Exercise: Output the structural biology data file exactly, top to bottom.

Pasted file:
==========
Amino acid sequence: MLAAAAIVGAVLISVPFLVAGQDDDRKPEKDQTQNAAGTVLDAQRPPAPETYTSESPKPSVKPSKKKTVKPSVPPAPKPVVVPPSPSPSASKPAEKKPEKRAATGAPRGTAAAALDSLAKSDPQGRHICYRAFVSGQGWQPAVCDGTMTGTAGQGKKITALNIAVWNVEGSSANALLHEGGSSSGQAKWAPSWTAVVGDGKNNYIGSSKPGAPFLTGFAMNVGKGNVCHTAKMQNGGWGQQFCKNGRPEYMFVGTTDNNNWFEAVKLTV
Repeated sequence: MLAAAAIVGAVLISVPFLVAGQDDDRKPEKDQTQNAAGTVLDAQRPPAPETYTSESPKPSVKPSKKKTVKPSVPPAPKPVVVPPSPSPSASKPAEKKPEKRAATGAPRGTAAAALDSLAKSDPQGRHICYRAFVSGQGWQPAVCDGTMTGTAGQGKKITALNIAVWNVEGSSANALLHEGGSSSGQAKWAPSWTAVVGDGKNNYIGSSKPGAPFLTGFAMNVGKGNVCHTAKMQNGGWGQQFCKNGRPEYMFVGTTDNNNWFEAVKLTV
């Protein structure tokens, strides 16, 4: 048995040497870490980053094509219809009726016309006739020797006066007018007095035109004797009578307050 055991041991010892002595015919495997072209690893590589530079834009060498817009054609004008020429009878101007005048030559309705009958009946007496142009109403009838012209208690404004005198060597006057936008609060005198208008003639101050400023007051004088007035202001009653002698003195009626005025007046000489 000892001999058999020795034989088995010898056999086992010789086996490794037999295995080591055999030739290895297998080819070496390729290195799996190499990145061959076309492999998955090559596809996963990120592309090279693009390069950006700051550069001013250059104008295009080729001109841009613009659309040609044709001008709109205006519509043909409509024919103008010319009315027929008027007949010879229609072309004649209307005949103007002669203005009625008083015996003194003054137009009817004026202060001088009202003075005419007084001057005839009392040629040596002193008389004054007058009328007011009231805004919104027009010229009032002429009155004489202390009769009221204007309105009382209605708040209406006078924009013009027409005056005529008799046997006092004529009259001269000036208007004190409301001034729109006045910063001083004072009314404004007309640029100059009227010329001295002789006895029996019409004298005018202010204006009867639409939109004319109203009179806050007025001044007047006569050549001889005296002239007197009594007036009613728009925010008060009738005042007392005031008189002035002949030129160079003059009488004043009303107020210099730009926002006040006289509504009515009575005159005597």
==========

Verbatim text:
Amino acid sequence: MLAAAAIVGAVLISVPFLVAGQDDDRKPEKDQTQNAAGTVLDAQRPPAPETYTSESPKPSVKPSKKKTVKPSVPPAPKPVVVPPSPSPSASKPAEKKPEKRAATGAPRGTAAAALDSLAKSDPQGRHICYRAFVSGQGWQPAVCDGTMTGTAGQGKKITALNIAVWNVEGSSANALLHEGGSSSGQAKWAPSWTAVVGDGKNNYIGSSKPGAPFLTGFAMNVGKGNVCHTAKMQNGGWGQQFCKNGRPEYMFVGTTDNNNWFEAVKLTV
Repeated sequence: MLAAAAIVGAVLISVPFLVAGQDDDRKPEKDQTQNAAGTVLDAQRPPAPETYTSESPKPSVKPSKKKTVKPSVPPAPKPVVVPPSPSPSASKPAEKKPEKRAATGAPRGTAAAALDSLAKSDPQGRHICYRAFVSGQGWQPAVCDGTMTGTAGQGKKITALNIAVWNVEGSSANALLHEGGSSSGQAKWAPSWTAVVGDGKNNYIGSSKPGAPFLTGFAMNVGKGNVCHTAKMQNGGWGQQFCKNGRPEYMFVGTTDNNNWFEAVKLTV
């Protein structure tokens, strides 16, 4: 048995040497870490980053094509219809009726016309006739020797006066007018007095035109004797009578307050 055991041991010892002595015919495997072209690893590589530079834009060498817009054609004008020429009878101007005048030559309705009958009946007496142009109403009838012209208690404004005198060597006057936008609060005198208008003639101050400023007051004088007035202001009653002698003195009626005025007046000489 000892001999058999020795034989088995010898056999086992010789086996490794037999295995080591055999030739290895297998080819070496390729290195799996190499990145061959076309492999998955090559596809996963990120592309090279693009390069950006700051550069001013250059104008295009080729001109841009613009659309040609044709001008709109205006519509043909409509024919103008010319009315027929008027007949010879229609072309004649209307005949103007002669203005009625008083015996003194003054137009009817004026202060001088009202003075005419007084001057005839009392040629040596002193008389004054007058009328007011009231805004919104027009010229009032002429009155004489202390009769009221204007309105009382209605708040209406006078924009013009027409005056005529008799046997006092004529009259001269000036208007004190409301001034729109006045910063001083004072009314404004007309640029100059009227010329001295002789006895029996019409004298005018202010204006009867639409939109004319109203009179806050007025001044007047006569050549001889005296002239007197009594007036009613728009925010008060009738005042007392005031008189002035002949030129160079003059009488004043009303107020210099730009926002006040006289509504009515009575005159005597």